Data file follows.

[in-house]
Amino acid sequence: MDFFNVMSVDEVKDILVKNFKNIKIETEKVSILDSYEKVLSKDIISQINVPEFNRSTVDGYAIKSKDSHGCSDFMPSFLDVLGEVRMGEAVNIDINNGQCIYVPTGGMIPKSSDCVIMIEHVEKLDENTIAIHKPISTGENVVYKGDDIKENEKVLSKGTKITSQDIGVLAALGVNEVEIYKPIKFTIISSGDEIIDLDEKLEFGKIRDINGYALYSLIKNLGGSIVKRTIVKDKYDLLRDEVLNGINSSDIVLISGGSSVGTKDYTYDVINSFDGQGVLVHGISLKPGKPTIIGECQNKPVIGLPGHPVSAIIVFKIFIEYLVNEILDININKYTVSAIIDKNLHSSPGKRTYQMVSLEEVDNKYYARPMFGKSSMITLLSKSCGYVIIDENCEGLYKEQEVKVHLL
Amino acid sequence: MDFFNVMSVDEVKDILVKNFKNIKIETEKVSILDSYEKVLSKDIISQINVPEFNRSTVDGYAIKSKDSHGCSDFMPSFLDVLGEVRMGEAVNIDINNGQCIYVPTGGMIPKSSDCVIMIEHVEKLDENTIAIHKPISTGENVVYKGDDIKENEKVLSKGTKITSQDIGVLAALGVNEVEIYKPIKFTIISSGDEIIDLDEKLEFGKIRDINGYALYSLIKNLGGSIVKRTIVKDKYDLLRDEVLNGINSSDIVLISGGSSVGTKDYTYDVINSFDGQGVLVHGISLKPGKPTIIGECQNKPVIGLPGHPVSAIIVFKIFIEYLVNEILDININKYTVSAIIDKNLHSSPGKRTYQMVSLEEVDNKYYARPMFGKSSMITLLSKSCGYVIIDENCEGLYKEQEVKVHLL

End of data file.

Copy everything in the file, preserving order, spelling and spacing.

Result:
[in-house]
Amino acid sequence: MDFFNVMSVDEVKDILVKNFKNIKIETEKVSILDSYEKVLSKDIISQINVPEFNRSTVDGYAIKSKDSHGCSDFMPSFLDVLGEVRMGEAVNIDINNGQCIYVPTGGMIPKSSDCVIMIEHVEKLDENTIAIHKPISTGENVVYKGDDIKENEKVLSKGTKITSQDIGVLAALGVNEVEIYKPIKFTIISSGDEIIDLDEKLEFGKIRDINGYALYSLIKNLGGSIVKRTIVKDKYDLLRDEVLNGINSSDIVLISGGSSVGTKDYTYDVINSFDGQGVLVHGISLKPGKPTIIGECQNKPVIGLPGHPVSAIIVFKIFIEYLVNEILDININKYTVSAIIDKNLHSSPGKRTYQMVSLEEVDNKYYARPMFGKSSMITLLSKSCGYVIIDENCEGLYKEQEVKVHLL
Amino acid sequence: MDFFNVMSVDEVKDILVKNFKNIKIETEKVSILDSYEKVLSKDIISQINVPEFNRSTVDGYAIKSKDSHGCSDFMPSFLDVLGEVRMGEAVNIDINNGQCIYVPTGGMIPKSSDCVIMIEHVEKLDENTIAIHKPISTGENVVYKGDDIKENEKVLSKGTKITSQDIGVLAALGVNEVEIYKPIKFTIISSGDEIIDLDEKLEFGKIRDINGYALYSLIKNLGGSIVKRTIVKDKYDLLRDEVLNGINSSDIVLISGGSSVGTKDYTYDVINSFDGQGVLVHGISLKPGKPTIIGECQNKPVIGLPGHPVSAIIVFKIFIEYLVNEILDININKYTVSAIIDKNLHSSPGKRTYQMVSLEEVDNKYYARPMFGKSSMITLLSKSCGYVIIDENCEGLYKEQEVKVHLL